A Supermax Problem

Bleacher Report

When the NBA implemented the “Supermax” in the 2017 Collective Bargaining Agreement it was believed to be a provision that enabled smaller market teams the ability and advantage in retaining its veteran superstars once they hit the free agent market. The provision states:

“For a veteran player to qualify for such an extension, he must be entering his eighth or ninth season in the NBA, and have either:

  • made the All-NBA team (at any level) in either the season immediately before signing the extension, or two of the three previous seasons;
  • been named NBA Defensive Player of the Year in either the season immediately before signing the extension or two of the three previous seasons; or
  • been named NBA MVP at least once in the previous three seasons.

Additionally, the team offering the extension must have originally drafted the player, or obtained him in a trade while he was on his rookie contract.”

The supermax was put into place after the league saw Kevin Durant leave Oklahoma City in 2016 to join the Golden State Warriors. Under this relatively new contract option, a player can earn up to 35% of his team’s salary cap. The thinking behind this is that it will push players to re-sign with their team, regardless of market size, because of the increased salary compared to joining another team. But, after two years of seeing how the supermax has played out, it is clear that it is not functioning nearly as well as the league hoped it was.

From a player’s perspective, the appeal of the supermax is not there for too many of these players who reach the illustrious qualifiers. Granted, there are players who have been in situations that were perfect for them and enabled them to sign such a contract (i.e. Steph Curry, James Harden). But, for the most part, the players that are eligible to sign them with the franchise that drafted them have opted to go elsewhere to compete for championships for tens of millions fewer dollars. Most recently, we’ve seen Kawhi Leonard and Anthony Davis force their way out of the city in which they were supermax eligible. Both of these players, like nearly any other supermax eligible player, have massive endorsement deals and shoe deals that enable them to seemingly take money out of the equation in choosing their next destination. What’s concerning is these destinations all seem to have something in common: their geography.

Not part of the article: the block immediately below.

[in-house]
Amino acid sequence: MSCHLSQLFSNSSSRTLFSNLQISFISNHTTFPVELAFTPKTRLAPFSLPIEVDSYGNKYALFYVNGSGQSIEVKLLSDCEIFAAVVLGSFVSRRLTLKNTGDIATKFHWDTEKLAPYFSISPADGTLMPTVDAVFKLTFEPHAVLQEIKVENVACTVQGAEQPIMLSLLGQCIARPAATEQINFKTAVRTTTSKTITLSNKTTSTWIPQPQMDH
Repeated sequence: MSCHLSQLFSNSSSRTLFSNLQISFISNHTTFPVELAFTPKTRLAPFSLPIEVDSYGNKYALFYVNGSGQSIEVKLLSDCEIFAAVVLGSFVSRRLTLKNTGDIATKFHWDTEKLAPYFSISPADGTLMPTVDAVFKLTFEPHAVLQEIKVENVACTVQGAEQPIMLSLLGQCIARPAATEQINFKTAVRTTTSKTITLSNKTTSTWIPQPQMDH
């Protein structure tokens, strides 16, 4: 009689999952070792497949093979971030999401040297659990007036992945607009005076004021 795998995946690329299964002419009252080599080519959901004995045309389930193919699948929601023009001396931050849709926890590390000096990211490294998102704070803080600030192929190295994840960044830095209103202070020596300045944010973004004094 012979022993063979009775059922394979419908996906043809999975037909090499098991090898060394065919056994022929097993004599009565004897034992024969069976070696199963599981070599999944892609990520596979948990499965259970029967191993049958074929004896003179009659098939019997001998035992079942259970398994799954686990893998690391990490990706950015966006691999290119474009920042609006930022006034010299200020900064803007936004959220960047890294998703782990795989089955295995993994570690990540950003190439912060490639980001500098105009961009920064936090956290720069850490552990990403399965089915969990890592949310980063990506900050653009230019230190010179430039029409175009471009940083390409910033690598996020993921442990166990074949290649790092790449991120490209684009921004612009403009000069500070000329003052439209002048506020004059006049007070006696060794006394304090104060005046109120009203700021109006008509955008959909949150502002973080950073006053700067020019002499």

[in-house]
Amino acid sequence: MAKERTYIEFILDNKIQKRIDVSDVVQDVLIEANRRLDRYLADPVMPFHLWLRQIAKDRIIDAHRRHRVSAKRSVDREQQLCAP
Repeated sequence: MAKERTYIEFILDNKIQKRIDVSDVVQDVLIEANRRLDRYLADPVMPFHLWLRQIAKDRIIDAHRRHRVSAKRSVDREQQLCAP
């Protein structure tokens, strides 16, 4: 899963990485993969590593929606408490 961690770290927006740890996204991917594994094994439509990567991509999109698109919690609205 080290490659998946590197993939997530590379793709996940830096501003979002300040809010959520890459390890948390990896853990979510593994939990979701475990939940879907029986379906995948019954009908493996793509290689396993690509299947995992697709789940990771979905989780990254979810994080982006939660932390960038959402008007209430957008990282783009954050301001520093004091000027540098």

This summer alone we’ve seen Kawhi Leonard, Paul George, Anthony Davis, Kyrie Irving and Kevin Durant relocate to either New York or Los Angeles. All of them, aside from George, left substantial money on the table by not resigning with their respective teams. Durant and Davis were actually supermax eligible players (Davis in 2020) and opted to go to the league’s marquee markets instead of taking the supermax.

From the league’s perspective, this summer has been great. The NBA has been king with half of the league changing teams and lots of the league’s best stars relocating to its biggest markets. It’s the small market owners and fans that now have to begin to worry that these markets will largely continue to dominate the league.

The intention of the supermax was to enable teams who would not typically have a chance to land a big-time free agent the ability to keep their star. But now, it becomes apparent that teams are even growing weary of even offering these massive contracts to stars. The recent Russell Westbrook Chris Paul trade has highlighted just how cumbersome these contracts can become when the team or individual does not succeed to the level it should. Chris Paul’s contract was thought by many to be untradeable. It took a lot for Houston to get off his deal as they had to shell out two first rounders and two more pick swaps and got what many believe to be another negative value contract in return with Russell Westbrook just entering his supermax.

The supermax contract will have its ultimate test next summer as arguably its best young star in Giannis Antetokounmpo hits the market. If Milwaukee fails to retain him for his prime years, the NBA will have to seriously address how to keep competitive balance in the league by giving small markets every chance possible to compete.

While it’s been amazing to see the turnover and relocating stars in the league this summer, there are numerous problems that ownership could be fighting to address soon. Hopefully, for our sake as fans, the league is able to address them without a lockout in the near future.


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